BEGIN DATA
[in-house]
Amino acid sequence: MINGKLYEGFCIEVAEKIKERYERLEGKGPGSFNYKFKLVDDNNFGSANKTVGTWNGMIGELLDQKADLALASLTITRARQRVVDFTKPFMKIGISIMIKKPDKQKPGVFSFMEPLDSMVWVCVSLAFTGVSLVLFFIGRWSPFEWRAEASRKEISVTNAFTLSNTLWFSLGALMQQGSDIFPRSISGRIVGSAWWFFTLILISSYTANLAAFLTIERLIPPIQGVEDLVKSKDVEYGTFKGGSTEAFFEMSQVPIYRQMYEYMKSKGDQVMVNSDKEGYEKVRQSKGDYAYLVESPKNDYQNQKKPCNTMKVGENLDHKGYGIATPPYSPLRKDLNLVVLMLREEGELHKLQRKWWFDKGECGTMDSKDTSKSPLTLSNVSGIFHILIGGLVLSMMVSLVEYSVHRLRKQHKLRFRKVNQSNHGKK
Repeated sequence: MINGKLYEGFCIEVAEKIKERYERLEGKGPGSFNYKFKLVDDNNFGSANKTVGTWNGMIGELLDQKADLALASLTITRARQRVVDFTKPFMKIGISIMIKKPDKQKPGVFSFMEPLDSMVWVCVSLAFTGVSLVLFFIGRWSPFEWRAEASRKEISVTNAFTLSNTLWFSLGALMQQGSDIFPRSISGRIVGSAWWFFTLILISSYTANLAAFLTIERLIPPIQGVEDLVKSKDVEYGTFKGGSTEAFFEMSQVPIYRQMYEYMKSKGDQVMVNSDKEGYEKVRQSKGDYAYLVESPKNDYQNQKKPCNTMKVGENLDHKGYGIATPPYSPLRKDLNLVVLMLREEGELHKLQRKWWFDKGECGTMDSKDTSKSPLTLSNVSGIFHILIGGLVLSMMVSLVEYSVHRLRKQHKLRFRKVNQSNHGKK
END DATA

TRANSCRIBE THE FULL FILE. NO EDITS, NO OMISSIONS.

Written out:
[in-house]
Amino acid sequence: MINGKLYEGFCIEVAEKIKERYERLEGKGPGSFNYKFKLVDDNNFGSANKTVGTWNGMIGELLDQKADLALASLTITRARQRVVDFTKPFMKIGISIMIKKPDKQKPGVFSFMEPLDSMVWVCVSLAFTGVSLVLFFIGRWSPFEWRAEASRKEISVTNAFTLSNTLWFSLGALMQQGSDIFPRSISGRIVGSAWWFFTLILISSYTANLAAFLTIERLIPPIQGVEDLVKSKDVEYGTFKGGSTEAFFEMSQVPIYRQMYEYMKSKGDQVMVNSDKEGYEKVRQSKGDYAYLVESPKNDYQNQKKPCNTMKVGENLDHKGYGIATPPYSPLRKDLNLVVLMLREEGELHKLQRKWWFDKGECGTMDSKDTSKSPLTLSNVSGIFHILIGGLVLSMMVSLVEYSVHRLRKQHKLRFRKVNQSNHGKK
Repeated sequence: MINGKLYEGFCIEVAEKIKERYERLEGKGPGSFNYKFKLVDDNNFGSANKTVGTWNGMIGELLDQKADLALASLTITRARQRVVDFTKPFMKIGISIMIKKPDKQKPGVFSFMEPLDSMVWVCVSLAFTGVSLVLFFIGRWSPFEWRAEASRKEISVTNAFTLSNTLWFSLGALMQQGSDIFPRSISGRIVGSAWWFFTLILISSYTANLAAFLTIERLIPPIQGVEDLVKSKDVEYGTFKGGSTEAFFEMSQVPIYRQMYEYMKSKGDQVMVNSDKEGYEKVRQSKGDYAYLVESPKNDYQNQKKPCNTMKVGENLDHKGYGIATPPYSPLRKDLNLVVLMLREEGELHKLQRKWWFDKGECGTMDSKDTSKSPLTLSNVSGIFHILIGGLVLSMMVSLVEYSVHRLRKQHKLRFRKVNQSNHGKK